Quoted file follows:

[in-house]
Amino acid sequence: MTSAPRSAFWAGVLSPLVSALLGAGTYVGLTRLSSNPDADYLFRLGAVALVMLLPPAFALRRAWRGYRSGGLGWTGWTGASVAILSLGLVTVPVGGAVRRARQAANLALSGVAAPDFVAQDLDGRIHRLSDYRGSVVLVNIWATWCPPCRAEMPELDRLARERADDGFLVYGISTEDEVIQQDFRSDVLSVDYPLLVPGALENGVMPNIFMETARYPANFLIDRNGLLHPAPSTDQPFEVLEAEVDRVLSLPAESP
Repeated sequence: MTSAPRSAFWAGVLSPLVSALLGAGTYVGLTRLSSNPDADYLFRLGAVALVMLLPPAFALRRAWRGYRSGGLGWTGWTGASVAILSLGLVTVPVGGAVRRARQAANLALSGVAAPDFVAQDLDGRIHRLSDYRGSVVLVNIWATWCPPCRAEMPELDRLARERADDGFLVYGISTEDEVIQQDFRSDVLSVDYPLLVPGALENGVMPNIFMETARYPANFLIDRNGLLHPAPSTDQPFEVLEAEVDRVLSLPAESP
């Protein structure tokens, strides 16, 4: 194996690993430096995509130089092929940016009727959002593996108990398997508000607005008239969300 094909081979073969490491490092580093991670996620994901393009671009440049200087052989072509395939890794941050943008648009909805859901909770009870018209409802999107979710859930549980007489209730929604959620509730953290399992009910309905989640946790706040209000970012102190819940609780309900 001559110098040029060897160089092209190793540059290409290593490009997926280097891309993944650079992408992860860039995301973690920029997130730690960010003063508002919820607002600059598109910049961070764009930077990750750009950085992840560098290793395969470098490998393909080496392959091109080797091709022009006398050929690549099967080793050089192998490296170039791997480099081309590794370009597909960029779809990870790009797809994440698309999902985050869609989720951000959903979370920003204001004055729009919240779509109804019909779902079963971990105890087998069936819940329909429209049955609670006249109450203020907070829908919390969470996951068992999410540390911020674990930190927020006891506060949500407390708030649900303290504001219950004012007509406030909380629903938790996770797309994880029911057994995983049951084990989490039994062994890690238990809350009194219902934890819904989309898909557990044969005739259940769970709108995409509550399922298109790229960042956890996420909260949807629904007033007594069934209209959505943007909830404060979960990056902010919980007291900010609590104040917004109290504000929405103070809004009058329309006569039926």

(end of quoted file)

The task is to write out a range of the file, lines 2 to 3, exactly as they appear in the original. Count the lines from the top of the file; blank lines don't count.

Amino acid sequence: MTSAPRSAFWAGVLSPLVSALLGAGTYVGLTRLSSNPDADYLFRLGAVALVMLLPPAFALRRAWRGYRSGGLGWTGWTGASVAILSLGLVTVPVGGAVRRARQAANLALSGVAAPDFVAQDLDGRIHRLSDYRGSVVLVNIWATWCPPCRAEMPELDRLARERADDGFLVYGISTEDEVIQQDFRSDVLSVDYPLLVPGALENGVMPNIFMETARYPANFLIDRNGLLHPAPSTDQPFEVLEAEVDRVLSLPAESP
Repeated sequence: MTSAPRSAFWAGVLSPLVSALLGAGTYVGLTRLSSNPDADYLFRLGAVALVMLLPPAFALRRAWRGYRSGGLGWTGWTGASVAILSLGLVTVPVGGAVRRARQAANLALSGVAAPDFVAQDLDGRIHRLSDYRGSVVLVNIWATWCPPCRAEMPELDRLARERADDGFLVYGISTEDEVIQQDFRSDVLSVDYPLLVPGALENGVMPNIFMETARYPANFLIDRNGLLHPAPSTDQPFEVLEAEVDRVLSLPAESP